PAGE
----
In operation, the fractional horsepower motor will rotate at a speed in the order of 3200 r.p.m., and will drive a propeller having a tip-to-tip length of approximately four inches, mounted on a shaft extending from the motor, with the shaft appropriately sealed where it exits the motor housing. The remainder of the motor casing is enclosed, this being the nature of such a motor intended for submerged use.

The support for the motor is provided by a plate member which is secured to the interior of the housing which surrounds the motor/propeller unit, this plate having the motor suspended from it and with the projecting shaft extending through a suitable aperature in the plate and the propeller being mounted directly above the plate on the shaft. The plate is provided with relatively large openings upward of the outer diameter of the motor, to allow the recirculating flow of the sewage pool upward between the housing and the motor, to and past the propeller, and upward to a deflector which may take the form of an inverted generally conical member supported within the tube inward of large laterally directed exit or discharge openings in the tube through which the aerated flow of sewage exits into the tank.

Preferably the housing is constructed of suitable non-corrosive or corrosive resistent materials, a suitable synthetic plastic material, and it is supported at the proper level within the tank by an upper extension, which may be either an integral part of the housing, or one or more rods or straps from which the housing is suspended from the top of the tank. This rod or rods also provides a suitable conduit for the insulated electrical power supply to the motor, and a rigid support for that section of the air inlet tubing extending to the exterior of the tank. The tubing in a typical installation can be either plastic or corrosion resistant metal, and at its lower end it terminates in a generally U-shaped piece, the open upper end of which is securely fastened to locate the open end precisely in the small cavitation region of the propeller.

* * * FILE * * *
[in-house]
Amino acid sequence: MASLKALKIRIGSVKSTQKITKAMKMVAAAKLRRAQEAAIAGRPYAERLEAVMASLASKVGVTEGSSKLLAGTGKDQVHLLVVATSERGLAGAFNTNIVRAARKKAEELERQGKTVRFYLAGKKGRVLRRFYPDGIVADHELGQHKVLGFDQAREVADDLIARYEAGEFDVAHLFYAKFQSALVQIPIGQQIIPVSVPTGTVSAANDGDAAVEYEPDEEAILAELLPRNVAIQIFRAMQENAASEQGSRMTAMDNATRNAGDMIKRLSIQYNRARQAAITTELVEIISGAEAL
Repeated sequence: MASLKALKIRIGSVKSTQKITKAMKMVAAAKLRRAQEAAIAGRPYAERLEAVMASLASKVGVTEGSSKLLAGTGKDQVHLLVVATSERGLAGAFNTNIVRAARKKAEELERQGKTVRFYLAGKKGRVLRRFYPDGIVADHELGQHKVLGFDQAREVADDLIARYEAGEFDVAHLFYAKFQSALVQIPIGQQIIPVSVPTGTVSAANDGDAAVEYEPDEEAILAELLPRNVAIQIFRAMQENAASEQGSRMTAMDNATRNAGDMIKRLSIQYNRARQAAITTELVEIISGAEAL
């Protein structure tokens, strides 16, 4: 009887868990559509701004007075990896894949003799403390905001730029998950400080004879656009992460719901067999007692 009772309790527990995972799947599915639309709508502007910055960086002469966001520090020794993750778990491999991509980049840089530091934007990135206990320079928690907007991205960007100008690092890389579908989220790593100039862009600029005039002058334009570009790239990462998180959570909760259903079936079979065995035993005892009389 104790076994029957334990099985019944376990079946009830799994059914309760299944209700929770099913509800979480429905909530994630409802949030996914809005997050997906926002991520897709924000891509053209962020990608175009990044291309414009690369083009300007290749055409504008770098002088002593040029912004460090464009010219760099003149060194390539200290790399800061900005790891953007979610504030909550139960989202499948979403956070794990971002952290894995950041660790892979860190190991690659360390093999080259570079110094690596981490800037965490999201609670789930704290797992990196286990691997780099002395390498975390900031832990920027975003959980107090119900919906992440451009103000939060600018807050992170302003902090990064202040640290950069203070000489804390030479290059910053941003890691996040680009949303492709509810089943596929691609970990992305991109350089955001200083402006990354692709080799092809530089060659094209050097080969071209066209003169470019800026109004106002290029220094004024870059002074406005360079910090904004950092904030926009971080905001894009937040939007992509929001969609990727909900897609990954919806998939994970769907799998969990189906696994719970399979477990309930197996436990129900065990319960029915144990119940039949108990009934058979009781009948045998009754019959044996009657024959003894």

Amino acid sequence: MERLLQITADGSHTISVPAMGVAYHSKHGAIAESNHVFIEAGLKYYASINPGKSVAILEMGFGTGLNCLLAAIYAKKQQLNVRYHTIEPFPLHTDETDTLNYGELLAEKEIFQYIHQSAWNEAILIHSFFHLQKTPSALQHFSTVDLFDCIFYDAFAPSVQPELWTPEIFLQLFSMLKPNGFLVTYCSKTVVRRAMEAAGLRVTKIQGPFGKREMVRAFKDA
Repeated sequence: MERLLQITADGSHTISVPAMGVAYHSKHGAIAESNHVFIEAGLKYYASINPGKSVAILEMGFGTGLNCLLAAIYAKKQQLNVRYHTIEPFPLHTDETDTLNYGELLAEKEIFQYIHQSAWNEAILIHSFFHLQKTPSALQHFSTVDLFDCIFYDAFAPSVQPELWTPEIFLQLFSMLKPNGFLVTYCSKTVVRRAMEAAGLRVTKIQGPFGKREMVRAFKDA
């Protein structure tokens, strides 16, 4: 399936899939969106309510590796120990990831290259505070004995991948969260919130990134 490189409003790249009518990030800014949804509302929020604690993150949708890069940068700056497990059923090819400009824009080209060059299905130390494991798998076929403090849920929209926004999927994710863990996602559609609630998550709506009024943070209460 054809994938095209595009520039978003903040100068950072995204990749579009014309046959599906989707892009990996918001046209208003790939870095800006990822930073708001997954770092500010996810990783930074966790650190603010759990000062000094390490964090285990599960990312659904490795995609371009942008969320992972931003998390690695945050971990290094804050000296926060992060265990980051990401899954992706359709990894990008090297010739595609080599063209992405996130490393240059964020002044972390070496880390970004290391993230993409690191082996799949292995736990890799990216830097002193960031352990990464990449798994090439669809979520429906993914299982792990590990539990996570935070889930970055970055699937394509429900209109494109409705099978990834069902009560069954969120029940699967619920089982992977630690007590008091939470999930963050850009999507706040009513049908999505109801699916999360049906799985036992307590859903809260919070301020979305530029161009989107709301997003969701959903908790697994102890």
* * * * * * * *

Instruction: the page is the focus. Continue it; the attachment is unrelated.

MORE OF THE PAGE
Thus, the primary object of the invention is to provide such an aerating unit wherein, as the propeller moves a portion of the pool of sewage in the tank in a generally torroidal path which enters the lower open end of the cylindrical housing below the motor/propeller unit, and proceeds upward around the motor, through the openings in the plate and past the propeller, air is drawn into the flow by reason of the below ambient pressure in the cavitation region; wherein this air is immediately mixed with the sewage flow by reason of the rapidly rotating propeller, and the aerated flow then proceeds upward against the diverter and outward into the tank; and wherein the entire unit is of a size that can readily be inserted into the tank and suspended at the proper elevation above the tank bottom and within the normal pool of sewage therein, can be readily removed for maintenance or replacement, and is of such simple and straightforward construction that it will provide years of reliable service under normal operating conditions.

Other objects and advantages of the invention will be apparent from the following description, the accompanying drawings and the appended claims.

BRIEF DESCRIPTION OF THE DRAWINGS

FIG. 1 is a perspective view, with part of the tank wall broken away, showing the over-all arrangement of the invention;

FIG. 2 is a side view of the aerating unit which is provided by the invention;

FIG. 3 is an enlarged view showing the motor and propeller in elevation and the surrounding flow directing tubular housing and motor support ring in cross-section; and

FIG. 4 is a top view of the motor support ring.

DESCRIPTION OF THE PREFERRED EMBODIMENT